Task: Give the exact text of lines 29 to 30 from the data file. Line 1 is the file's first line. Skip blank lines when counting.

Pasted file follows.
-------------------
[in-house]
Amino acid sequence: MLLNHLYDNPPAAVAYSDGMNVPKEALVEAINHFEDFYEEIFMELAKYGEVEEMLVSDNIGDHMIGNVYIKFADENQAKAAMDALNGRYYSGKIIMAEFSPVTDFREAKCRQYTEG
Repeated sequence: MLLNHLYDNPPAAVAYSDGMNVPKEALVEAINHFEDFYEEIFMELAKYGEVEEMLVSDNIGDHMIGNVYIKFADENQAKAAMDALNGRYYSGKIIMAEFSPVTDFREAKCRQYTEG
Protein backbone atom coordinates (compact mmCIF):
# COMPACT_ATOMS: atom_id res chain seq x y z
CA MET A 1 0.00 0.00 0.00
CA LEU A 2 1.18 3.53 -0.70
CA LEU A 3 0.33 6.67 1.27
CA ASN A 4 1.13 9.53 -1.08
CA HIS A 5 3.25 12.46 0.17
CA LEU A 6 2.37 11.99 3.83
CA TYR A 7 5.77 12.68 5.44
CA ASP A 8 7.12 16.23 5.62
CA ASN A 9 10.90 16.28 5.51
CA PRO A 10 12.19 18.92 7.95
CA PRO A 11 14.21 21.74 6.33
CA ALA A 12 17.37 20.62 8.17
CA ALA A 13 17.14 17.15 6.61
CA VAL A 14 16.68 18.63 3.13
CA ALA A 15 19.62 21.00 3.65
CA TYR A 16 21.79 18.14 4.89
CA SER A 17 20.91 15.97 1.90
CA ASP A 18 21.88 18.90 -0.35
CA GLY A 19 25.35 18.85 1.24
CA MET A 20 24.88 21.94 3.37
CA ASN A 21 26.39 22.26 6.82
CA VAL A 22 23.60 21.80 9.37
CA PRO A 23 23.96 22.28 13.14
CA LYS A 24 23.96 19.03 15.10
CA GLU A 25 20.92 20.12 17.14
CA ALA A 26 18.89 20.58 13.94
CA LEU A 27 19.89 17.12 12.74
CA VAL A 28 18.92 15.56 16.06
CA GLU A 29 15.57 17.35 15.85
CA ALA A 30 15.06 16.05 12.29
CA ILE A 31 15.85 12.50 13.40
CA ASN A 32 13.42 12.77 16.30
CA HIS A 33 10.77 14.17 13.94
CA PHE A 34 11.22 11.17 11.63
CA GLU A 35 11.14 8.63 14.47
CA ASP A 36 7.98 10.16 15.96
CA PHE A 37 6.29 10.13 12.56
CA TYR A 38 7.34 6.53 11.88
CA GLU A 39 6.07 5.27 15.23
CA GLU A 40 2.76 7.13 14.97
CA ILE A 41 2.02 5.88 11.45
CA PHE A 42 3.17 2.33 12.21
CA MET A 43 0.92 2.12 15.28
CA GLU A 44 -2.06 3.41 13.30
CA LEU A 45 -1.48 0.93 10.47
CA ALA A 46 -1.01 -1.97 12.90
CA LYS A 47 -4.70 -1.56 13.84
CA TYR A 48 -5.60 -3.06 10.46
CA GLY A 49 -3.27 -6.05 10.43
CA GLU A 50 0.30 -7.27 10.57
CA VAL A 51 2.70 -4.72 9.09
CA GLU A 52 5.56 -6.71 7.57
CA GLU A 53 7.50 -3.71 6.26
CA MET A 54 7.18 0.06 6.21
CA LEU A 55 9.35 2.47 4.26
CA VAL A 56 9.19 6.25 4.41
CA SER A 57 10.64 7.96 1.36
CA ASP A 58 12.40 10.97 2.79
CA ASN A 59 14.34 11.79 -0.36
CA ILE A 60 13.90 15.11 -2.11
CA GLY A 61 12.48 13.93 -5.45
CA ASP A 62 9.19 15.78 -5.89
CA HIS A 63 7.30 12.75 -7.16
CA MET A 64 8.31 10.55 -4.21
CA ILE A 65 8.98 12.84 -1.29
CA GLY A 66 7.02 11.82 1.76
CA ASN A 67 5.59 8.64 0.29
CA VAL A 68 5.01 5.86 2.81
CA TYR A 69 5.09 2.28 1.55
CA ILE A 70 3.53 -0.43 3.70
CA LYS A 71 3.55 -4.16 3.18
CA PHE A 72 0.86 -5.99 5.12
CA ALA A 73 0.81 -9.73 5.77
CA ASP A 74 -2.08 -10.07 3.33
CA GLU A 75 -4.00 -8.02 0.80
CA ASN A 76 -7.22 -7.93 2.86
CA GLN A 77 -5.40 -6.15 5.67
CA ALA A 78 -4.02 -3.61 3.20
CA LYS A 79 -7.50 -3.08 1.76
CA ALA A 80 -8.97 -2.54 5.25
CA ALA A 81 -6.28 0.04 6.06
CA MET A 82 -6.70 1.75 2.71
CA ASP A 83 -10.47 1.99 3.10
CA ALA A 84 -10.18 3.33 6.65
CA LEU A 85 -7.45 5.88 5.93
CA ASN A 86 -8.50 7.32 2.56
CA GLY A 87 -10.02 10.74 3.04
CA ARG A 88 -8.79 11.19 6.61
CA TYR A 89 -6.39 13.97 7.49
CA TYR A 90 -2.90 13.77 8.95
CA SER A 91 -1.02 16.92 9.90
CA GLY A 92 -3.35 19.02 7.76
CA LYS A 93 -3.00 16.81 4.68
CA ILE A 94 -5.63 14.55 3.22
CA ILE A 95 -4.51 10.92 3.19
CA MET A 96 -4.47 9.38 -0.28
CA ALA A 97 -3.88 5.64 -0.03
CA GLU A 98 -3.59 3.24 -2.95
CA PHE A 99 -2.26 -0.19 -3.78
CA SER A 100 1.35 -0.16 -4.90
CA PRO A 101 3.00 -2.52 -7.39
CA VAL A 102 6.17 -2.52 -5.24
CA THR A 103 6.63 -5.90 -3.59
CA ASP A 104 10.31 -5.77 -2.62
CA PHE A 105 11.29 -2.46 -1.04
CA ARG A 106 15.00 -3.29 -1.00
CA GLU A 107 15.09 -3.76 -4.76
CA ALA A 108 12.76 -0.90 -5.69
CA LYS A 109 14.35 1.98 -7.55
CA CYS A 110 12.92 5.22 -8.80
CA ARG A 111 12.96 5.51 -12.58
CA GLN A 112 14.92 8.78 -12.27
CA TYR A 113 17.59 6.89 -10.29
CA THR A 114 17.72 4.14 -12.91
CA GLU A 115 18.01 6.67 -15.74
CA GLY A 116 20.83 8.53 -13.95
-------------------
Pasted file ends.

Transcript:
CA LYS A 24 23.96 19.03 15.10
CA GLU A 25 20.92 20.12 17.14